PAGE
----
Abiodun Koya is a Nigerian-born classical singer, poet, and humanitarian who’s performed for the likes of US Presidents (Barack Obama, George W. Bush), Nigerian Kings, and World Ambassadors.
C: How important is it for you to give back to your native community in Nigeria and other parts of Africa through your foundation?
This is very important to me. I give back to my native African community through my humanitarian works by awarding scholarships to underprivileged children, especially girls. I believe in girls’ education because not only does it empower women, but women also make some brilliant leaders in the world. I also enjoy meeting with women in prison and coaching them on the skills they would need to succeed once released.
C: Can you tell us about how you got started performing?
During my sophomore year in college (Catholic University, in Washington, DC), both students and professors knew I could sing well, and so eventually word had gotten to my college President that there was an international student who could sing—and that she made the Dean’s list every semester. Shortly thereafter, he invited me to his office to discuss whether I might want to sing at various campus events. Of course, I said yes, and the exposure at those events led to several more invitations to sing at DC-area events and essentially launched my professional career.
C: What was it like growing up in Nigeria?
Growing up was really amazing. I think I had one of the best childhoods even though I was a sickly child afflicted with different ailments every few months. This is where music actually saved my life, because when I was sick, even to the point of death, music sort of preserved me. My parents knew to leave the record on to play continuously because that was the one thing I always responded to during my times as an invalid. Days when I wasn’t responsive to food or medicine, music was my doctor and food.
C: Was your family involved in music as well?
Yes, my family was! My dad has a fine baritone voice but never sang outside the shower and the house. My mum was an alto and played clarinet in the church. My immediate senior sister sang in the church choir and played the violin too. I was a violin student but dropped it during the early teenage years and never looked back, which is something I regret deeply. I guess I was distracted by boys; I was quite popular and a well-liked girl back then.
C: Who was your greatest influence growing up and did anyone inspire you to start singing classical music?
As a kid, no specific musicians inspired me other than mostly classical composers and “the lady singing on the radio.” I coined that name whenever I heard a lady with a sonorous voice singing on-air because, growing up back then in the 80s, you couldn’t pull out a smart phone to Google a singer or Shazam a song to know who was singing and what was playing.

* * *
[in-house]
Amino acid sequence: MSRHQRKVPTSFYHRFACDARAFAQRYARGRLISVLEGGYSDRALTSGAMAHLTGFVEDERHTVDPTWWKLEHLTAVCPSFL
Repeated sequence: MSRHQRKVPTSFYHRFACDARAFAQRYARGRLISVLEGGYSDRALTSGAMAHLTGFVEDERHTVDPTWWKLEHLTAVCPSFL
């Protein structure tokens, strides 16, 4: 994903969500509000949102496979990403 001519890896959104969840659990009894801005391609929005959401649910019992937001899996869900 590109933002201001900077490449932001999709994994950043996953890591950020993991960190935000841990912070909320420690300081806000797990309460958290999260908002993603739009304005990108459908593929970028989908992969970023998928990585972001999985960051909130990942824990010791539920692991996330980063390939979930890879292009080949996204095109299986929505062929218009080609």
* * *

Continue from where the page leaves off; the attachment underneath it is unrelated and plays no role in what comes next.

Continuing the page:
C: At what age did you realize that you had this gift?
I realized at age 6 that I had the gift of singing. Prior to then, I moved and reacted to everything that was musical. When I was a kid, I even used to create cartoon-like characters for each musical note in my head.
C: What was the most exciting event that you’ve performed at?
This is like asking to pick my favorite child. I’ve had many opportunities to perform at different lovely events.
C: Do you have a favorite city or country in which to perform?
I enjoy performing in the US and Africa. I also look forward to performing in Italy someday.
C: You have a such a beautiful voice. Did you train formally or were you simply born gifted?
Both. I was fortunate to have been born with a gift to sing. And not only that, but to write as well. From childhood, I had formal training in church through my teenage years. Then in college I started a new level of formal training both in college as well as outside of school with professional coaches.
C: Do you have a favorite song to sing?
I have a favorite type of music that I love to sing, but not necessarily a favorite song. Singing love songs in any language is what brings me the greatest satisfaction.
C: Are there any specific artists you’d really love to work with?
Oh yes! Andrea Bocelli, Vangelis and Yanni.
C: What projects are you currently working on?
I just released my mental health T-shirt line—Gigantic—and also my poetry book entitled “The Moods of a Goddess” which is now available on Amazon. I am currently working on a series of love themed concerts for this coming February called the “Red Hot, Red Hearts” concerts. Lastly, I’m working on two albums. One is an African relaxation/meditative album with solely instrumentals. The other is an eclectic collection of full vocal arrangements. Updates on release dates will be posted on my website (www.abiodunkoya.com), and I typically announce the unveiling of my projects on my Instagram @singabiodunkoya.
C: What advice would you give to those interested in becoming an opera singer?
I would advise them not to focus only on the opera genre but instead to be versatile. Cultivate a solid singing technique that will enable them to effectively perform multiple genres.
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